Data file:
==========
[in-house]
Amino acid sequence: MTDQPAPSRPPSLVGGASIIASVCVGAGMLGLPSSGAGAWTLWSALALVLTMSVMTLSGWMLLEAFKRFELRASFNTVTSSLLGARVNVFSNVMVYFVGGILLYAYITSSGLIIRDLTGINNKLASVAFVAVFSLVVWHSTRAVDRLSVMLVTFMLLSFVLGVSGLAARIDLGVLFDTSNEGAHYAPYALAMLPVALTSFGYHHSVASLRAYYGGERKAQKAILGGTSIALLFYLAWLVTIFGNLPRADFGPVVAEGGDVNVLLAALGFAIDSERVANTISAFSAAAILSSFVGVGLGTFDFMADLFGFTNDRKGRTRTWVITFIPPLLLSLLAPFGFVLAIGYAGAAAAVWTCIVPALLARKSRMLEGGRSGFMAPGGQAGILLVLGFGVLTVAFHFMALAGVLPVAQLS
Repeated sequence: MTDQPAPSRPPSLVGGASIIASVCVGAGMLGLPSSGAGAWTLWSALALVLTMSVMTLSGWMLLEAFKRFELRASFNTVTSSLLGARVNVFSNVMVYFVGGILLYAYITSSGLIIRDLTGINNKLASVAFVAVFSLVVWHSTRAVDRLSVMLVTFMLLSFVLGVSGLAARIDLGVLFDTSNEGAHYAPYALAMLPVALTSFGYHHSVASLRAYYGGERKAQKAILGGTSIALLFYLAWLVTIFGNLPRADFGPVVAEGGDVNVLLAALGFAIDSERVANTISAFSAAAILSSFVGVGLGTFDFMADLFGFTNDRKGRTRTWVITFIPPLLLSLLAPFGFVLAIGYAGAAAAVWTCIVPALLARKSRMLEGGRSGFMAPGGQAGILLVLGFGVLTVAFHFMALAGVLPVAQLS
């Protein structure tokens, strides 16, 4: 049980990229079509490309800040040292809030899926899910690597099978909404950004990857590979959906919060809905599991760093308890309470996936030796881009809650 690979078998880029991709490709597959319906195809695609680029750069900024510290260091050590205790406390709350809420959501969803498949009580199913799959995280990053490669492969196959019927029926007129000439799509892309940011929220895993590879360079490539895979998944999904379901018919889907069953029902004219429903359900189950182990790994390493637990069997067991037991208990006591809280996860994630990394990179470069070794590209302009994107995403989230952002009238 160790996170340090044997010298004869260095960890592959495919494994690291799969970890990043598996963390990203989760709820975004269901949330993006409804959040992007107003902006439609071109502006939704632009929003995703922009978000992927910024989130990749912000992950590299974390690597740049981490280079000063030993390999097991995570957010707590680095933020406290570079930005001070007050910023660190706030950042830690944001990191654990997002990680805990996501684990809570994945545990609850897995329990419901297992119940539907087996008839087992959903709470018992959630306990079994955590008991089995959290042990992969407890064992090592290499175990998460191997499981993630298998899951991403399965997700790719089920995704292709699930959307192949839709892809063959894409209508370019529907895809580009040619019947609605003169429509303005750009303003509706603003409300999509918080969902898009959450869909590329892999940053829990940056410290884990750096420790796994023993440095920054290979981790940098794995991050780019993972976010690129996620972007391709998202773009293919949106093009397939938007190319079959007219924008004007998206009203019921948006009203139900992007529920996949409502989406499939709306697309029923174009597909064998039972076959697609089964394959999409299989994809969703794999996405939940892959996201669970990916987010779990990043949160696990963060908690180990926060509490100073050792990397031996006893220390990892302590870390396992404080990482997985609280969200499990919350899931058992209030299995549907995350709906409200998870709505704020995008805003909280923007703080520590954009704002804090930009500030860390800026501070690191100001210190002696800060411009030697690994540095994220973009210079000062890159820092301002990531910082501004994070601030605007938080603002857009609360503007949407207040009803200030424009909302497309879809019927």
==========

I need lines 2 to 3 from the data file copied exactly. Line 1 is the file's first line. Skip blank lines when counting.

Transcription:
Amino acid sequence: MTDQPAPSRPPSLVGGASIIASVCVGAGMLGLPSSGAGAWTLWSALALVLTMSVMTLSGWMLLEAFKRFELRASFNTVTSSLLGARVNVFSNVMVYFVGGILLYAYITSSGLIIRDLTGINNKLASVAFVAVFSLVVWHSTRAVDRLSVMLVTFMLLSFVLGVSGLAARIDLGVLFDTSNEGAHYAPYALAMLPVALTSFGYHHSVASLRAYYGGERKAQKAILGGTSIALLFYLAWLVTIFGNLPRADFGPVVAEGGDVNVLLAALGFAIDSERVANTISAFSAAAILSSFVGVGLGTFDFMADLFGFTNDRKGRTRTWVITFIPPLLLSLLAPFGFVLAIGYAGAAAAVWTCIVPALLARKSRMLEGGRSGFMAPGGQAGILLVLGFGVLTVAFHFMALAGVLPVAQLS
Repeated sequence: MTDQPAPSRPPSLVGGASIIASVCVGAGMLGLPSSGAGAWTLWSALALVLTMSVMTLSGWMLLEAFKRFELRASFNTVTSSLLGARVNVFSNVMVYFVGGILLYAYITSSGLIIRDLTGINNKLASVAFVAVFSLVVWHSTRAVDRLSVMLVTFMLLSFVLGVSGLAARIDLGVLFDTSNEGAHYAPYALAMLPVALTSFGYHHSVASLRAYYGGERKAQKAILGGTSIALLFYLAWLVTIFGNLPRADFGPVVAEGGDVNVLLAALGFAIDSERVANTISAFSAAAILSSFVGVGLGTFDFMADLFGFTNDRKGRTRTWVITFIPPLLLSLLAPFGFVLAIGYAGAAAAVWTCIVPALLARKSRMLEGGRSGFMAPGGQAGILLVLGFGVLTVAFHFMALAGVLPVAQLS